David Sabatini of the Whitehead Institute for Biomedical Research has also been mixing up his own culture medium that mimics the nutrient levels of human blood. In 2017, he showed that cancer cells grown in this mixture are much less sensitive to a chemotherapy drug called Adrucil.

These results come at an interesting time. In recent years, cancer biologists have been grappling with a possible reproducibility crisis, in which results from several experiments involving lab-grown cells can’t be repeated by other teams. More broadly, researchers have struggled to translate the results of basic experiments involving such cells into new treatments that actually help cancer patients. Although there are many possible reasons for these problems, Tardito wonders whether he and his colleagues might get better results if they grow their cells in more realistic media.

“Could these new media uncover vulnerabilities of cancer cells more robustly than before?” adds Chi Van Dang of the Wistar Institute, who also wants to know how immune cells might react under these more physiological conditions. “Could these media help us to understand immunotherapy better?”

“These studies are absolutely a step in the right direction,” says Gina DeNicola of the Moffitt Cancer Center. “For this approach to be applied more broadly, these types of media will need to be commercialized. While it’s possible to make these media in a lab, it’s very costly and time-consuming. Commercial media preparations are also more consistent and higher quality, which will help with reproducibility between labs.” (Indeed, that’s partly why researchers have been so slow to move beyond traditional media like DMEM.)

Commercial preparations would also help Sabatini and Tardito, whose teams have been laboriously making up stocks of their own artisanal media and shipping them to collaborators around the world. “I struggle to keep up with the requests,” Tardito says. Sabatini adds, “We are working with vendors, but it is not easy, as physiological media is more expensive and is likely to have a shorter half-life.”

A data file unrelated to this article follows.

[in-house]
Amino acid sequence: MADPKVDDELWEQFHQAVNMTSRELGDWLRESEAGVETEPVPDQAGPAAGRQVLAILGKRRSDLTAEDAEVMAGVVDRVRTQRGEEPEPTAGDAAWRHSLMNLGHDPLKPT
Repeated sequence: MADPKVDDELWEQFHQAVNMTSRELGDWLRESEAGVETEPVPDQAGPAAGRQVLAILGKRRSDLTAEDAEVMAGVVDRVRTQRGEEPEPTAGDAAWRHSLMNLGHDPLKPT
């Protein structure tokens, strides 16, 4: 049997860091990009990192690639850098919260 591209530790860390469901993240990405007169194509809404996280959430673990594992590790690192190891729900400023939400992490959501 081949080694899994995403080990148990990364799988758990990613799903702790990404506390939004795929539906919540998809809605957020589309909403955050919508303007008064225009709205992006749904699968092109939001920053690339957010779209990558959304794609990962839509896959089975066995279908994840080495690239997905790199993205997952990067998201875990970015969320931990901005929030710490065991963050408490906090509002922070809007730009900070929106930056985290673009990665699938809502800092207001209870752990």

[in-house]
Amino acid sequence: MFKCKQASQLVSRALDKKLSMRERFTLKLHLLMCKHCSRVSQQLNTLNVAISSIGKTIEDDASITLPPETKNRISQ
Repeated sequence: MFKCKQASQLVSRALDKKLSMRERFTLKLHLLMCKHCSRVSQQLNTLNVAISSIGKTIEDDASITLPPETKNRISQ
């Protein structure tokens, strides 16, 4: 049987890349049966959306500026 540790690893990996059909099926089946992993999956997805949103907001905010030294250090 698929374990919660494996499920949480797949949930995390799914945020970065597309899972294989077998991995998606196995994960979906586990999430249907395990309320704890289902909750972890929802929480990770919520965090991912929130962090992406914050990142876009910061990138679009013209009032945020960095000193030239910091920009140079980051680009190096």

For researchers looking to understand how cancers gobble up nutrients, “testing one’s finding in a medium such as Plasmax would, without any doubt, add unparalleled rigor, and hopefully become a more widespread practice,” says Natasha Pavlova of the Memorial Sloan Kettering Cancer Center.

But she notes that such media aren’t perfect. They’re still largely missing many important components of blood, including fats and proteins. They don’t capture the different chemical profiles that exist in other tissues and organs. They don’t reflect the chemical wastelands that exist at the heart of tumors, which grow so quickly that their blood supplies can’t provide them with enough nutrients. Just last month, Alexander Muir of the University of Chicago showed that the fluids inside a tumor, which circulate between its cancerous cells, contain different levels of nutrients to those in blood.

Perhaps most important, Pavlova says, many cancer researchers rely on lineages of tumor cells that were created decades ago. These lines have been grown in conventional media like DMEM ever since, and have likely adapted accordingly. If they were now dunked in Plasmax, would that get researchers closer to real-life biology, or further away?  Would researchers have to create entirely new cell lines that are grown in Plasmax from the start?

Tardito acknowledges these issues. “There will never be a perfect medium that mimics the tumor environment beginning to end,” he says. “All we can do is try and minimize those imperfections as much as we can.”